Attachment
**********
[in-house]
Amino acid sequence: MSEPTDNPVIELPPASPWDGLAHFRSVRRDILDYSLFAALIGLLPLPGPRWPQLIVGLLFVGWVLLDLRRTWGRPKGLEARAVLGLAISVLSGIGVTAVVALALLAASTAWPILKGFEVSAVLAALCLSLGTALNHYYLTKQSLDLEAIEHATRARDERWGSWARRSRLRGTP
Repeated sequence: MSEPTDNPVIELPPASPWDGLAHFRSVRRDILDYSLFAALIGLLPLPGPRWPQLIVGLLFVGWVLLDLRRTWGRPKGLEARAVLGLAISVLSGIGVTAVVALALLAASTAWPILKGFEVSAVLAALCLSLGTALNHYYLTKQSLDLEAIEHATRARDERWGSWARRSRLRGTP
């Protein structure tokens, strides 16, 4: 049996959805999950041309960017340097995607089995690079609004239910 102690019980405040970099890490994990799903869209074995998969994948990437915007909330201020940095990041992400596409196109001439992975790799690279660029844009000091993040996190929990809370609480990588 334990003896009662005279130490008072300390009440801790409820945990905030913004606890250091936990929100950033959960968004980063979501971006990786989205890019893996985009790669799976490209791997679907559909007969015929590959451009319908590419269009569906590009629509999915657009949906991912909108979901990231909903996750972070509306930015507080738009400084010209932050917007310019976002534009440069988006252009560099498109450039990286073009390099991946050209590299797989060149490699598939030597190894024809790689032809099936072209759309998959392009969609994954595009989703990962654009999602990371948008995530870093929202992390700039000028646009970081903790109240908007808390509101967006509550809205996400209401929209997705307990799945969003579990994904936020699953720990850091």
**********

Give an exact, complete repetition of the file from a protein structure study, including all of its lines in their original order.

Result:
[in-house]
Amino acid sequence: MSEPTDNPVIELPPASPWDGLAHFRSVRRDILDYSLFAALIGLLPLPGPRWPQLIVGLLFVGWVLLDLRRTWGRPKGLEARAVLGLAISVLSGIGVTAVVALALLAASTAWPILKGFEVSAVLAALCLSLGTALNHYYLTKQSLDLEAIEHATRARDERWGSWARRSRLRGTP
Repeated sequence: MSEPTDNPVIELPPASPWDGLAHFRSVRRDILDYSLFAALIGLLPLPGPRWPQLIVGLLFVGWVLLDLRRTWGRPKGLEARAVLGLAISVLSGIGVTAVVALALLAASTAWPILKGFEVSAVLAALCLSLGTALNHYYLTKQSLDLEAIEHATRARDERWGSWARRSRLRGTP
């Protein structure tokens, strides 16, 4: 049996959805999950041309960017340097995607089995690079609004239910 102690019980405040970099890490994990799903869209074995998969994948990437915007909330201020940095990041992400596409196109001439992975790799690279660029844009000091993040996190929990809370609480990588 334990003896009662005279130490008072300390009440801790409820945990905030913004606890250091936990929100950033959960968004980063979501971006990786989205890019893996985009790669799976490209791997679907559909007969015929590959451009319908590419269009569906590009629509999915657009949906991912909108979901990231909903996750972070509306930015507080738009400084010209932050917007310019976002534009440069988006252009560099498109450039990286073009390099991946050209590299797989060149490699598939030597190894024809790689032809099936072209759309998959392009969609994954595009989703990962654009999602990371948008995530870093929202992390700039000028646009970081903790109240908007808390509101967006509550809205996400209401929209997705307990799945969003579990994904936020699953720990850091």